With great interest I watched NCAA President Mark Emmert announce the sanctions against Penn State, for the complicity of Joe Paterno and university officials in covering up former assistant coach Jerry Sandusky's abuse of young boys on the school's campus. Sandusky, found guilty of sexually abusing boys over a 15 year period, awaits sentencing on 48 counts of child abuse.
This is uncharted territory for sports - college or professional, so it was hard to anticipate what the penalty might be. And, there is no doubt that penalty should be as unprecedented as the crime. And that's what it was. This was not a 'rules infraction'; it was a crime. So I, with sports fans across the nation listened as Emmert intoned the penalties:
- A $60 million fine
- A four year ban from post season play
- The loss of 10 scholarships a year for four years
- Penn St vacates all victories from 1998-2011
And my first reaction was, 'What? No death penalty?'!
Now, I know that sounds unforgiving and unyielding. And in a way it is - unyielding. This has nothing to do with forgiveness. According to the Freeh Report, commissioned by the university itself, officials at Penn State, including legendary coach Joe Paterno placed protecting the reputation of Jerry Sandusky and the football program above the safety of the boys they continued to allow him to bring on campus.
This is not a rules infraction. This was the most callous disregard for children by an institution of higher learning that we've been exposed to in our lifetimes. This is a crime in which the bodies, psyches and spirits of children were injured, and 'responsible' adults knew it was happening and didn't stop it.
NCAA's death penalty would have banned Penn State from playing football for a year. It has only been used once, against SMU for repeatedly paying players as an inducement to play football. I may be wrong, but I think this is far more serious.
Had Sandusky acted totally alone away from campus, I could see the argument that his conviction and sentencing would be enough. Had Paterno alone known about it and refused to take action I could see the argument that his ruined reputation is just, and it should end there. But university officials, including the president were a part of the cover-up which speaks to a culture at Penn State that put the success of the football team above the mission to shape and mold young lives.
There is hardly a football team, amateur of professional that doesn't teach integrity, values and character. Any of us who have played team sports has heard the speeches, indeed the sermons, from coaches throughout the time we played. We realize as well that these are lofty goals of which we have all fallen short. All of us. But this is something different. And the only thing worse than Paterno and company turning a blind eye to the seriousness of this, is the rest of us turning a blind eye to it.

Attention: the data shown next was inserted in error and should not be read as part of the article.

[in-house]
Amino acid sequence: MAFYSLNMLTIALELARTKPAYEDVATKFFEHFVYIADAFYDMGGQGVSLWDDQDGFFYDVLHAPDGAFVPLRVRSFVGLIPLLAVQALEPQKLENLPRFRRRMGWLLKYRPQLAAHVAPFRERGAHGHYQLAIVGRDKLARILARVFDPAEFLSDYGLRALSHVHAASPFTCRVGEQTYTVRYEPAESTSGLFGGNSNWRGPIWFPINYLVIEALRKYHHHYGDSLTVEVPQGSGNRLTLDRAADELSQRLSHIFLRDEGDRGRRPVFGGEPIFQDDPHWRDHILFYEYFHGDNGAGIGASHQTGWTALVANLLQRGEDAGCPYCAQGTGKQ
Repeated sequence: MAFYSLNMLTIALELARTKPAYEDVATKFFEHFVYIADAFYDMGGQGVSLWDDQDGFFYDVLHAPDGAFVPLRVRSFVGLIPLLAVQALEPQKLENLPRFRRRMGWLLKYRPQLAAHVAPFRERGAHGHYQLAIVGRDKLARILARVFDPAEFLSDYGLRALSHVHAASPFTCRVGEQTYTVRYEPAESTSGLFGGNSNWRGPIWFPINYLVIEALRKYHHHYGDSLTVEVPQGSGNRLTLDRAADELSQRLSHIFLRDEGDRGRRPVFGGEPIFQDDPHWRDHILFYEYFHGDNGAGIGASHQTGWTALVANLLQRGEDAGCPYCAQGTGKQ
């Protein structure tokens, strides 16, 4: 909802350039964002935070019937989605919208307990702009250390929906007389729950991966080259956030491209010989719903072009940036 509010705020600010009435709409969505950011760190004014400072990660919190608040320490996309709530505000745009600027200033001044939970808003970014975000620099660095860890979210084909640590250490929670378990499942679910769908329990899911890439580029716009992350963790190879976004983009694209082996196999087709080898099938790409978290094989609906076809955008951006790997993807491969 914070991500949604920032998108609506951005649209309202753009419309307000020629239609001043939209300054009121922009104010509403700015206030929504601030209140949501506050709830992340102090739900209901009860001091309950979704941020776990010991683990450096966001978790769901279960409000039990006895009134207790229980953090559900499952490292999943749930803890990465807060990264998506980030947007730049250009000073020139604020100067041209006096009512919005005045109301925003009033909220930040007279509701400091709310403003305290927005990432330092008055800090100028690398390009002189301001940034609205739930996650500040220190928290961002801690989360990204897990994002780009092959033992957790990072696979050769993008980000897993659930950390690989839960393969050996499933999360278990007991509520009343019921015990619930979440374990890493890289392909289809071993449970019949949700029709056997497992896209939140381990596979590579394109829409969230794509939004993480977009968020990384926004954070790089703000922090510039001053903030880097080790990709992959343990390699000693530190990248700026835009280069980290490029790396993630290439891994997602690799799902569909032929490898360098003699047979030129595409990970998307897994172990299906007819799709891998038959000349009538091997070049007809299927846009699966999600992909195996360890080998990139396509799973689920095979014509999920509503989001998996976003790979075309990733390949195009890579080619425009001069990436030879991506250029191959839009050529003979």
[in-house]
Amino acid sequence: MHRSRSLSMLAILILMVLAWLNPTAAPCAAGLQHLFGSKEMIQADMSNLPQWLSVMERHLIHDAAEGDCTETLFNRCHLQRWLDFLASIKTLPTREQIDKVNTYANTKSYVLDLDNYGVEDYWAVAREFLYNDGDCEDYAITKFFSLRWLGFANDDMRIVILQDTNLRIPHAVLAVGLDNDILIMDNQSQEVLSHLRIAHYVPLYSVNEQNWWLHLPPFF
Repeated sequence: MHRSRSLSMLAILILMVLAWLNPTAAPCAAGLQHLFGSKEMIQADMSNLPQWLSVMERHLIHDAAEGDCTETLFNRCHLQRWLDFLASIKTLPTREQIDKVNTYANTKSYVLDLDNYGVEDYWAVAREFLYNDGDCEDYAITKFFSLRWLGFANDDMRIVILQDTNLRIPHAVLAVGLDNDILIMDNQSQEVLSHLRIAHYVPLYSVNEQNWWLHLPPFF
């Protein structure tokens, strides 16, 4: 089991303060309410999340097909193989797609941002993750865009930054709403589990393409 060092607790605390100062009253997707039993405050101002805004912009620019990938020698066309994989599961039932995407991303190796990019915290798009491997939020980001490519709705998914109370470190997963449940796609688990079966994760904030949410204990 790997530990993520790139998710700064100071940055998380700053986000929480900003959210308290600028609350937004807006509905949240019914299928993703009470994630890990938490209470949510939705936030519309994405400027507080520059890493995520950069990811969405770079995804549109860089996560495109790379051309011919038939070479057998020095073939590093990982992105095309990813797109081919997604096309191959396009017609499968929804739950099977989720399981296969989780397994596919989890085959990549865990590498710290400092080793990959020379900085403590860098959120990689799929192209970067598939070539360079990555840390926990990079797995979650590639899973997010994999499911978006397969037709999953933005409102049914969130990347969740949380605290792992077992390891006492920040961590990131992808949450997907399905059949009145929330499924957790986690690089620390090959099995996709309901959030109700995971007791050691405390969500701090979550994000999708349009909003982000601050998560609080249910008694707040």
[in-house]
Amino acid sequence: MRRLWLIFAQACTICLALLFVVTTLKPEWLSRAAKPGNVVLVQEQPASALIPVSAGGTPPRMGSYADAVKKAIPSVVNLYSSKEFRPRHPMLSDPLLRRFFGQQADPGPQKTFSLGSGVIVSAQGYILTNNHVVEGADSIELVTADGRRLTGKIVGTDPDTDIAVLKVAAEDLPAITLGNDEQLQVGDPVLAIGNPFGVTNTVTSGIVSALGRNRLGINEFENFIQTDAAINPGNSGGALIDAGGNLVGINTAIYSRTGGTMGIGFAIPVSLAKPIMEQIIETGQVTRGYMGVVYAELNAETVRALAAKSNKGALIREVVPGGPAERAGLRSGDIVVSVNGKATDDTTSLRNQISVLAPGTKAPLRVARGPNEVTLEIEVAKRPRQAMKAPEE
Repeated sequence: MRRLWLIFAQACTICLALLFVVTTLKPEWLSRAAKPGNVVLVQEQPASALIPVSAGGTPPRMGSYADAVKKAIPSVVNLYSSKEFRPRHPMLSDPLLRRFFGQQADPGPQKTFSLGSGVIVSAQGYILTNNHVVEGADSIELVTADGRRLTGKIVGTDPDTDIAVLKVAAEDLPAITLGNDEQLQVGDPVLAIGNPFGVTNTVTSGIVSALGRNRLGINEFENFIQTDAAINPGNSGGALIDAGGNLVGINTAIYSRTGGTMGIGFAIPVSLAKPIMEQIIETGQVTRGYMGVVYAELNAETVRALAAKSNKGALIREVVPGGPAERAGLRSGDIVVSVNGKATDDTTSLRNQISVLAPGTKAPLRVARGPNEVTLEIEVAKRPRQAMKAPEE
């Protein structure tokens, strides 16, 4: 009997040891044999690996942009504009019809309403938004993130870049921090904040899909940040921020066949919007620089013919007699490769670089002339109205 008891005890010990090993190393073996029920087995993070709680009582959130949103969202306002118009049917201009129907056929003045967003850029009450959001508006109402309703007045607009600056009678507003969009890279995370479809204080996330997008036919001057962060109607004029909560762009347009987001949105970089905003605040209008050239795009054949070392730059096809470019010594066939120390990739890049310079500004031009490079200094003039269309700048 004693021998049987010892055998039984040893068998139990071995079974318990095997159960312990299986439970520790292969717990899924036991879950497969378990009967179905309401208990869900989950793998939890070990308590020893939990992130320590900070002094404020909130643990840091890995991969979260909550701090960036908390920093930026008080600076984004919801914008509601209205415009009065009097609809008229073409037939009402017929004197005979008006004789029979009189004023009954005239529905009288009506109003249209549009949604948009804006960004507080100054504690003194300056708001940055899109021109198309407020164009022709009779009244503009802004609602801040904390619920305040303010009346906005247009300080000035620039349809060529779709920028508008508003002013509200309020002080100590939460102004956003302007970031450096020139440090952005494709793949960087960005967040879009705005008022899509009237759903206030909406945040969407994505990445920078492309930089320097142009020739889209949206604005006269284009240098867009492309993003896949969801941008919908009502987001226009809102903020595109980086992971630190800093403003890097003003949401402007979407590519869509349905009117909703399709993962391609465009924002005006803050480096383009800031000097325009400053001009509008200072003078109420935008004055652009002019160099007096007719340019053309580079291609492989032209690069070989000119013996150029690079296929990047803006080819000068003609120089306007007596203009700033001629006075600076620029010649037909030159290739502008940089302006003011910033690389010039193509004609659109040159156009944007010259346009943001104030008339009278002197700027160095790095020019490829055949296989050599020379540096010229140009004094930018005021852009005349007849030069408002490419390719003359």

Yet that is what's happening.
Some of us are able to tease the issues of personal responsibility out from that of institutional responsibility and culture.
The idea that there will be 'collateral damage' i.e. students who weren't guilty who suffer because of the sins of a few; or that this won't do anything to ease the pain of the victims; or concerns for the football team are seriously flawed thinking.
With any punishment there is 'collateral damage'. The NCAA deftly avoided this by allowing students to transfer without losing eligibility or even maintaining scholarships at the school, whether they continue to play football or not. Players are taken care of. In major universities the football program foots the bill for other non-revenue generating sports programs. Again, the NCAA covered this by demanding that the $60 million cannot come at the expense of other sports programs.
Nonetheless, it is not right that there will be a 2012 football season for Penn State.
This is not about making the victims feel better. There are young men and boys who will need long term therapy to deal with the scars they've hidden for far too long. If justice and accountability means that Penn State has to struggle to rebuild a program that they ruined, that's too bad. Football is a game. It can be a business. It can be a lucrative business. But it should not the vehicle for the exploitation or victimization of children and it should not blind people - or fans - to the very values it extols. The loss of a season for exploitation, victimization and despoiled values should be the loss of one season - at least.